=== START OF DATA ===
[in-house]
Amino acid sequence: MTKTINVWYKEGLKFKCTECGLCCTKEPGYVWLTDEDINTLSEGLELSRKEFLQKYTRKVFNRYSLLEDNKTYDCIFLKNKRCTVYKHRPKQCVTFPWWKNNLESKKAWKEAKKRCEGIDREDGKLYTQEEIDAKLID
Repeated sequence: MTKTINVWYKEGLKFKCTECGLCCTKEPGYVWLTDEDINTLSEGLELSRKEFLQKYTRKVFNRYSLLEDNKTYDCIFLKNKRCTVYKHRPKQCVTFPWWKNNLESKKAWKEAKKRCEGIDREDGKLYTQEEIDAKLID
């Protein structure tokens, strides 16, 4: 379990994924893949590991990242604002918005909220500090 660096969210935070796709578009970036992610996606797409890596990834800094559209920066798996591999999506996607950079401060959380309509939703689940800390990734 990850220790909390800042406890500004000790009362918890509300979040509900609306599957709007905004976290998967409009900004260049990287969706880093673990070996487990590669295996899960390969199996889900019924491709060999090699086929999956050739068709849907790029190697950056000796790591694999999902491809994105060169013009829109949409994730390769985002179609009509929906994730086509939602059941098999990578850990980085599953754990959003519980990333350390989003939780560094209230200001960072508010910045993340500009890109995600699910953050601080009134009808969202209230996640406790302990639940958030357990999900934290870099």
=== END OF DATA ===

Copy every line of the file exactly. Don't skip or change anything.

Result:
[in-house]
Amino acid sequence: MTKTINVWYKEGLKFKCTECGLCCTKEPGYVWLTDEDINTLSEGLELSRKEFLQKYTRKVFNRYSLLEDNKTYDCIFLKNKRCTVYKHRPKQCVTFPWWKNNLESKKAWKEAKKRCEGIDREDGKLYTQEEIDAKLID
Repeated sequence: MTKTINVWYKEGLKFKCTECGLCCTKEPGYVWLTDEDINTLSEGLELSRKEFLQKYTRKVFNRYSLLEDNKTYDCIFLKNKRCTVYKHRPKQCVTFPWWKNNLESKKAWKEAKKRCEGIDREDGKLYTQEEIDAKLID
């Protein structure tokens, strides 16, 4: 379990994924893949590991990242604002918005909220500090 660096969210935070796709578009970036992610996606797409890596990834800094559209920066798996591999999506996607950079401060959380309509939703689940800390990734 990850220790909390800042406890500004000790009362918890509300979040509900609306599957709007905004976290998967409009900004260049990287969706880093673990070996487990590669295996899960390969199996889900019924491709060999090699086929999956050739068709849907790029190697950056000796790591694999999902491809994105060169013009829109949409994730390769985002179609009509929906994730086509939602059941098999990578850990980085599953754990959003519980990333350390989003939780560094209230200001960072508010910045993340500009890109995600699910953050601080009134009808969202209230996640406790302990639940958030357990999900934290870099």